- Canada's exports to its biggest partner fall 6.3% in March
- Report dents outlook for economy's recovery from oil shock
Canada’s economic recovery just hit a big U.S. pothole.
The nation’s exports to the U.S. plunged at a pace not seen since the last recession, Statistics Canada reported Wednesday, producing a record trade deficit of C$3.41 billion ($2.65 billion) in March.
The report mirrored data released separately by the Commerce Department for U.S. trade and has rekindled concern a stalling American recovery poses a major global risk. Weaker demand threatens to derail rebounds underway in many of the U.S.’s main trading partners including Canada.
“Canada is still not out of its economic misfortune,” Nick Exarhos, an economist at CIBC World Markets in Toronto, said in a telephone interview. “The economy has lost much of its momentum.”
Canadian exports fell 4.8 percent to C$41 billion in March, the lowest in two years, extending the 6.6 percent drop the prior month. The two-month decline is the biggest since 2009.
Exports to the U.S. fell 6.3 percent and are down 13 percent in two months. The trade surplus with the U.S., which consumes about three-quarters of Canada’s exports, shrank to the narrowest since December 1993.
A sluggish economy south of the border is to blame. The world’s largest economy is emerging from its slowest quarter in two years, with U.S. output expanding at a 0.5 percent annualized pace in the first quarter. As American companies worked to get inventories in line with weaker demand and U.S. consumers cut back, the consequences are being felt globally.
The Commerce Department reported U.S. imports in percentage terms fell by the most in seven years, adding to a growing litany of global headwinds for countries like Canada that include volatile markets and slowing growth in China.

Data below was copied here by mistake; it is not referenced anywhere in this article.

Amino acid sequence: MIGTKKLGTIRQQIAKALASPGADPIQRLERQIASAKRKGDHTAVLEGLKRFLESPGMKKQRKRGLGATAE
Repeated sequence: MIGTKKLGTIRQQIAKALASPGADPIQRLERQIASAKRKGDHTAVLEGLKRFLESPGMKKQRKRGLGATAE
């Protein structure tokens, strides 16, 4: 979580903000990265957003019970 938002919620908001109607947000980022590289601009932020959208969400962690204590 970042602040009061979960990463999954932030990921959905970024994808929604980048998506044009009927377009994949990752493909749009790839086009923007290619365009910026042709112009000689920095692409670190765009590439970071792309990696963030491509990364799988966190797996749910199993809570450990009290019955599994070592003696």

Bank of Canada policy makers have pointed in recent speeches to the risks from weaker global growth, which make companies more reluctant to expand hiring or investment. They have also warned the surge in first quarter output -- expected to bring growth in Canada to about 3 percent -- will fade, a forecast the data seem to be validating.
For Canada though, the biggest worry is the U.S. economy.
“You factor in uncertainty over the U.S. economic outlook outlook, U.S. capital expenditures that are still uncertain and Canadian dollar strength, you’re left with the idea that Canadian exports will remain mediocre,” said David Watt, chief economist at HSBC Holdings Plc’s Canadian unit in Toronto.
Central bank Governor Stephen Poloz said last month he probably would have considered cutting interest rates had the federal government not ramped up fiscal stimulus. Traders increased bets on rate cuts later this year.
The Canadian dollar weakened by 1.2 percent to C$1.2876 per U.S. dollar at 1:32 p.m. Toronto time. The currency is still 6.8 percent stronger over the last three months, a gain the Bank of Canada identified last month as another risk to export growth.
Trading in overnight index swaps indicates a 17 percent chance of a rate cut this year, up from 4 percent Tuesday. Yields on Canadian government two-year debt fell to 0.59 percent, widening the spread to 16 basis points below equivalent-maturity U.S. yields, from 11 points Tuesday.
“This is a simply horrible report ,” Derek Holt, Scotiabank’s vice-president of economics in Toronto, wrote in a research note.